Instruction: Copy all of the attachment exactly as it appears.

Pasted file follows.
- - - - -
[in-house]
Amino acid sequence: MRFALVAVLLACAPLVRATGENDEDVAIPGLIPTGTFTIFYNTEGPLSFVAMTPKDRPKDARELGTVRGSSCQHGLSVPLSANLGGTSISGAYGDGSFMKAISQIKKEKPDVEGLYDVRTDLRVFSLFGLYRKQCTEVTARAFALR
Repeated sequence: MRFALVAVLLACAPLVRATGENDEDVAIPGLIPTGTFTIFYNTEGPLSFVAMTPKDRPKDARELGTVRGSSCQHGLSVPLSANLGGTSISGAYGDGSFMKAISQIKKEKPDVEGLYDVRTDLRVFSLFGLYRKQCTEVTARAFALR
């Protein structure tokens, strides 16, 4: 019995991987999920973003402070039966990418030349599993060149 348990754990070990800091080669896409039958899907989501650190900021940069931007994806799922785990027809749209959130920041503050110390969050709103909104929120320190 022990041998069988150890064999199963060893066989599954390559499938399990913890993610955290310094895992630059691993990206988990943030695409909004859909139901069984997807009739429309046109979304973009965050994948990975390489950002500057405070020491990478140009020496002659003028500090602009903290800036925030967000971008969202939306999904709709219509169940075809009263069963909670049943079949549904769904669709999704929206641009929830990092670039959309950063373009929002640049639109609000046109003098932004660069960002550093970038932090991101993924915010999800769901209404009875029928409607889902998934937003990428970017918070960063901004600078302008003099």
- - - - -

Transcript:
[in-house]
Amino acid sequence: MRFALVAVLLACAPLVRATGENDEDVAIPGLIPTGTFTIFYNTEGPLSFVAMTPKDRPKDARELGTVRGSSCQHGLSVPLSANLGGTSISGAYGDGSFMKAISQIKKEKPDVEGLYDVRTDLRVFSLFGLYRKQCTEVTARAFALR
Repeated sequence: MRFALVAVLLACAPLVRATGENDEDVAIPGLIPTGTFTIFYNTEGPLSFVAMTPKDRPKDARELGTVRGSSCQHGLSVPLSANLGGTSISGAYGDGSFMKAISQIKKEKPDVEGLYDVRTDLRVFSLFGLYRKQCTEVTARAFALR
């Protein structure tokens, strides 16, 4: 019995991987999920973003402070039966990418030349599993060149 348990754990070990800091080669896409039958899907989501650190900021940069931007994806799922785990027809749209959130920041503050110390969050709103909104929120320190 022990041998069988150890064999199963060893066989599954390559499938399990913890993610955290310094895992630059691993990206988990943030695409909004859909139901069984997807009739429309046109979304973009965050994948990975390489950002500057405070020491990478140009020496002659003028500090602009903290800036925030967000971008969202939306999904709709219509169940075809009263069963909670049943079949549904769904669709999704929206641009929830990092670039959309950063373009929002640049639109609000046109003098932004660069960002550093970038932090991101993924915010999800769901209404009875029928409607889902998934937003990428970017918070960063901004600078302008003099």